Astronomers predict that there's at least one planet orbiting every star we see in the sky, and although we've found thousands of them, we have very few images to show for it. The stars these planets orbit are often billions of times brighter than the light the planets reflect, making it nearly impossible to make them out with even our most powerful telescopes. NASA's solution to this will sound familiar to most of us: block the light of the star, just like you would block the sun with your hand to see an object in the sky. To this end, engineers are developing a starshade that measures tens of meters across and flies independently thousands of meters away from its telescope. The shade has flower-shaped petals that minimize the bending of light for a darker shadow and clearer images. To make it easier to launch from Earth, ancient principles of origami helped NASA engineers fold the shade in a way that makes it easy to unfurl when it gets to space.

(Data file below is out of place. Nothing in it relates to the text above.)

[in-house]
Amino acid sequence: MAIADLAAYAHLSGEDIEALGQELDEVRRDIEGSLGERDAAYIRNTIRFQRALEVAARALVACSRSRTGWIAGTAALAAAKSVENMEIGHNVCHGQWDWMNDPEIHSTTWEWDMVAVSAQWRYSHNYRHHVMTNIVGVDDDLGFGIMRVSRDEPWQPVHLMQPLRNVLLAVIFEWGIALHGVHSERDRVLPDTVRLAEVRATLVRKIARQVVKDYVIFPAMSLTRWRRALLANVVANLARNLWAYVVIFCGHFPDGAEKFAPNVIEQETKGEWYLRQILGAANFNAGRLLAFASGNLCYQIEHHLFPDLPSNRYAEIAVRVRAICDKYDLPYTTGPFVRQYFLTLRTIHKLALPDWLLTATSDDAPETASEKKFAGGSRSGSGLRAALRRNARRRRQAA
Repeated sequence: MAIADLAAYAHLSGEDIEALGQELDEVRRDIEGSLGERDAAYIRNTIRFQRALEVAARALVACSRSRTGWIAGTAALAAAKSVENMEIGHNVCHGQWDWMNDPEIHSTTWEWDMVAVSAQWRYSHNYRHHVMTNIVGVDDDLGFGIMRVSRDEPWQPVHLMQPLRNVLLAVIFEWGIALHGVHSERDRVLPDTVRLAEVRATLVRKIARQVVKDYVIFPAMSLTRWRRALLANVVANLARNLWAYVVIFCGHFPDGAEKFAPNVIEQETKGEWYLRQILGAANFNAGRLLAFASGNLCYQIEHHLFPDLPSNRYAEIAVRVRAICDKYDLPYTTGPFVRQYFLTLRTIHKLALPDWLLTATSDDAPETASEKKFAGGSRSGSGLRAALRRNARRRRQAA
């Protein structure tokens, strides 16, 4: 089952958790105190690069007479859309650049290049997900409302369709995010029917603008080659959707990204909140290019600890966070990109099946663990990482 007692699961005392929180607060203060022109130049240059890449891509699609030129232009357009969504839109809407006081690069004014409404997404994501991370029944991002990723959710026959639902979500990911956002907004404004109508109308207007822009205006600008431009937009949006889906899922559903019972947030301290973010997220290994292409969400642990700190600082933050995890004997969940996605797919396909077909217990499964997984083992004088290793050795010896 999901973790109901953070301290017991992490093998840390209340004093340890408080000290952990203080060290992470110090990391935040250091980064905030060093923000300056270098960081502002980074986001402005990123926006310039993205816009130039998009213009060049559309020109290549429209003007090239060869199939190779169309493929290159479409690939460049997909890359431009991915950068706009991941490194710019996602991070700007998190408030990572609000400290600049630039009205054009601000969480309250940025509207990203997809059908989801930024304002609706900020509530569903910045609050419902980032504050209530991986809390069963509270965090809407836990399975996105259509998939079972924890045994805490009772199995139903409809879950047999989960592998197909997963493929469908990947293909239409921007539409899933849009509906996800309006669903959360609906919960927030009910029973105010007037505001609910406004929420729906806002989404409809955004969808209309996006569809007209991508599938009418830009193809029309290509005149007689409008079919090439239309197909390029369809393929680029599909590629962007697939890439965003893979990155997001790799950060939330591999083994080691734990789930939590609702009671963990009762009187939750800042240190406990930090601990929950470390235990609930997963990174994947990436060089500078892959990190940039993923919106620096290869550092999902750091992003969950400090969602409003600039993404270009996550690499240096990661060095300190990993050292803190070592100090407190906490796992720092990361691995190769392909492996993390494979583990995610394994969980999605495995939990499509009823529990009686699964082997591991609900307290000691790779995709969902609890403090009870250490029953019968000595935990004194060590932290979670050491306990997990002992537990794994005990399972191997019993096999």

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Key Facts In This Video
Many stars are billions of times brighter than the light reflecting off of the planets around them. If you can block the star's light, you can study the planets in more detail. 00:11
NASA's starshade is the size of a baseball diamond, and is designed to fly tens of thousands of miles away from its telescope. 01:10
The size of a pinhead, the coronagraph fits on the telescope itself to block out only the light of the star. 02:31